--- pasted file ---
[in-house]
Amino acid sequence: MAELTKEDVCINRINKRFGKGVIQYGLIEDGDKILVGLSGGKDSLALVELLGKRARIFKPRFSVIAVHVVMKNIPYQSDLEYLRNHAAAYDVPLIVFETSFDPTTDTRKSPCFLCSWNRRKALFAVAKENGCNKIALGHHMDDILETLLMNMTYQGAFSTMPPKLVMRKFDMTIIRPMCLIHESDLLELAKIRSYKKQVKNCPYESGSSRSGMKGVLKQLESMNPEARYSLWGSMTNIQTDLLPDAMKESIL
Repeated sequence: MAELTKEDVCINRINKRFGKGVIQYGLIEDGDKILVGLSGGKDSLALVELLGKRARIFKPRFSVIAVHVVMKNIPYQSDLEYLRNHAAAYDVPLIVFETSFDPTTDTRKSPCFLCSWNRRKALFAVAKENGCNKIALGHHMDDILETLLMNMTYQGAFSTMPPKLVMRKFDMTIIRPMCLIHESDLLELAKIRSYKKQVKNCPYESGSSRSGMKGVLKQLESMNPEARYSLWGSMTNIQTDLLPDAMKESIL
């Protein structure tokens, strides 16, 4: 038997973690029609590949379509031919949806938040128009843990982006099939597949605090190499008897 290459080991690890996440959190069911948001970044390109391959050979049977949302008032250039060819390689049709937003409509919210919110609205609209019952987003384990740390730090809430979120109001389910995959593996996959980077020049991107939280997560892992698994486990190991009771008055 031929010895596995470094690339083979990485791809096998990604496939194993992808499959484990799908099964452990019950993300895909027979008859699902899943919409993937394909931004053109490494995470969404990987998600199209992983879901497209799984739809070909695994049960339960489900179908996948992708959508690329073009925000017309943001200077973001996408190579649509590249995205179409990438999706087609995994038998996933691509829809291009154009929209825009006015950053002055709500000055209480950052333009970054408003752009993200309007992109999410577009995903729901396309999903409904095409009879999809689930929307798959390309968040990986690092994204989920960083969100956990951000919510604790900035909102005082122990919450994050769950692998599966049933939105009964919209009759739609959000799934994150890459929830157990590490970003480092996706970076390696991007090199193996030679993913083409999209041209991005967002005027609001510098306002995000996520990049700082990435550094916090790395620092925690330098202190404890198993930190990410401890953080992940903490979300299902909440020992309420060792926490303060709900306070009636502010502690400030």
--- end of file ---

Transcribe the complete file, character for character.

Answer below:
[in-house]
Amino acid sequence: MAELTKEDVCINRINKRFGKGVIQYGLIEDGDKILVGLSGGKDSLALVELLGKRARIFKPRFSVIAVHVVMKNIPYQSDLEYLRNHAAAYDVPLIVFETSFDPTTDTRKSPCFLCSWNRRKALFAVAKENGCNKIALGHHMDDILETLLMNMTYQGAFSTMPPKLVMRKFDMTIIRPMCLIHESDLLELAKIRSYKKQVKNCPYESGSSRSGMKGVLKQLESMNPEARYSLWGSMTNIQTDLLPDAMKESIL
Repeated sequence: MAELTKEDVCINRINKRFGKGVIQYGLIEDGDKILVGLSGGKDSLALVELLGKRARIFKPRFSVIAVHVVMKNIPYQSDLEYLRNHAAAYDVPLIVFETSFDPTTDTRKSPCFLCSWNRRKALFAVAKENGCNKIALGHHMDDILETLLMNMTYQGAFSTMPPKLVMRKFDMTIIRPMCLIHESDLLELAKIRSYKKQVKNCPYESGSSRSGMKGVLKQLESMNPEARYSLWGSMTNIQTDLLPDAMKESIL
């Protein structure tokens, strides 16, 4: 038997973690029609590949379509031919949806938040128009843990982006099939597949605090190499008897 290459080991690890996440959190069911948001970044390109391959050979049977949302008032250039060819390689049709937003409509919210919110609205609209019952987003384990740390730090809430979120109001389910995959593996996959980077020049991107939280997560892992698994486990190991009771008055 031929010895596995470094690339083979990485791809096998990604496939194993992808499959484990799908099964452990019950993300895909027979008859699902899943919409993937394909931004053109490494995470969404990987998600199209992983879901497209799984739809070909695994049960339960489900179908996948992708959508690329073009925000017309943001200077973001996408190579649509590249995205179409990438999706087609995994038998996933691509829809291009154009929209825009006015950053002055709500000055209480950052333009970054408003752009993200309007992109999410577009995903729901396309999903409904095409009879999809689930929307798959390309968040990986690092994204989920960083969100956990951000919510604790900035909102005082122990919450994050769950692998599966049933939105009964919209009759739609959000799934994150890459929830157990590490970003480092996706970076390696991007090199193996030679993913083409999209041209991005967002005027609001510098306002995000996520990049700082990435550094916090790395620092925690330098202190404890198993930190990410401890953080992940903490979300299902909440020992309420060792926490303060709900306070009636502010502690400030």